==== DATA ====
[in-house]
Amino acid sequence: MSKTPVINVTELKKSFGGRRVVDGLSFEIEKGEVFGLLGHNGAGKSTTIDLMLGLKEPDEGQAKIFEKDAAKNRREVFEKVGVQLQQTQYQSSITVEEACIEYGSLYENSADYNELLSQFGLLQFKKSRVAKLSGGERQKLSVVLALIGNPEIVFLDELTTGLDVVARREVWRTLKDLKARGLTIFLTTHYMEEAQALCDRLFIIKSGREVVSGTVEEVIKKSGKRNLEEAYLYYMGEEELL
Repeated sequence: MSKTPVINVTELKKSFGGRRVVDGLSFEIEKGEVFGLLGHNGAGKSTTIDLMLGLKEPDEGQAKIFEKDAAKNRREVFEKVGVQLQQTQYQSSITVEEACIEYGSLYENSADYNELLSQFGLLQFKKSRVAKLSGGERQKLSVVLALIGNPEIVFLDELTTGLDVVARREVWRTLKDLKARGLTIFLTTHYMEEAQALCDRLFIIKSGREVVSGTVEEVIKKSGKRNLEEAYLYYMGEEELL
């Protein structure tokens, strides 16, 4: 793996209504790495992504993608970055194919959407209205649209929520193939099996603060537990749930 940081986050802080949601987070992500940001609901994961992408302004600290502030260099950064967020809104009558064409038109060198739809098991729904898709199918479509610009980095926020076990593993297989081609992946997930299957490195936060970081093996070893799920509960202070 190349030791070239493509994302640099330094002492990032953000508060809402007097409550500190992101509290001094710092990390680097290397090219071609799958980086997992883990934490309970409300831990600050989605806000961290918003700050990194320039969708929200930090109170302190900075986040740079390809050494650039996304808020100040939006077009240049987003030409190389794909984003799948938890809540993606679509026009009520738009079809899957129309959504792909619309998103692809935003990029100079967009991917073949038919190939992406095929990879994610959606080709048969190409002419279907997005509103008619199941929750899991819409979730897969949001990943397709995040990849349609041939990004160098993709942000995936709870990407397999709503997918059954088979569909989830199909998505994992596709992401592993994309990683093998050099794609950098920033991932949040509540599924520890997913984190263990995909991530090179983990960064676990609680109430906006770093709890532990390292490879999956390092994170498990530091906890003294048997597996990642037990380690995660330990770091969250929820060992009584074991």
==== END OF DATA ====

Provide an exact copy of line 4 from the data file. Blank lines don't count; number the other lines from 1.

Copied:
């Protein structure tokens, strides 16, 4: 793996209504790495992504993608970055194919959407209205649209929520193939099996603060537990749930 940081986050802080949601987070992500940001609901994961992408302004600290502030260099950064967020809104009558064409038109060198739809098991729904898709199918479509610009980095926020076990593993297989081609992946997930299957490195936060970081093996070893799920509960202070 190349030791070239493509994302640099330094002492990032953000508060809402007097409550500190992101509290001094710092990390680097290397090219071609799958980086997992883990934490309970409300831990600050989605806000961290918003700050990194320039969708929200930090109170302190900075986040740079390809050494650039996304808020100040939006077009240049987003030409190389794909984003799948938890809540993606679509026009009520738009079809899957129309959504792909619309998103692809935003990029100079967009991917073949038919190939992406095929990879994610959606080709048969190409002419279907997005509103008619199941929750899991819409979730897969949001990943397709995040990849349609041939990004160098993709942000995936709870990407397999709503997918059954088979569909989830199909998505994992596709992401592993994309990683093998050099794609950098920033991932949040509540599924520890997913984190263990995909991530090179983990960064676990609680109430906006770093709890532990390292490879999956390092994170498990530091906890003294048997597996990642037990380690995660330990770091969250929820060992009584074991």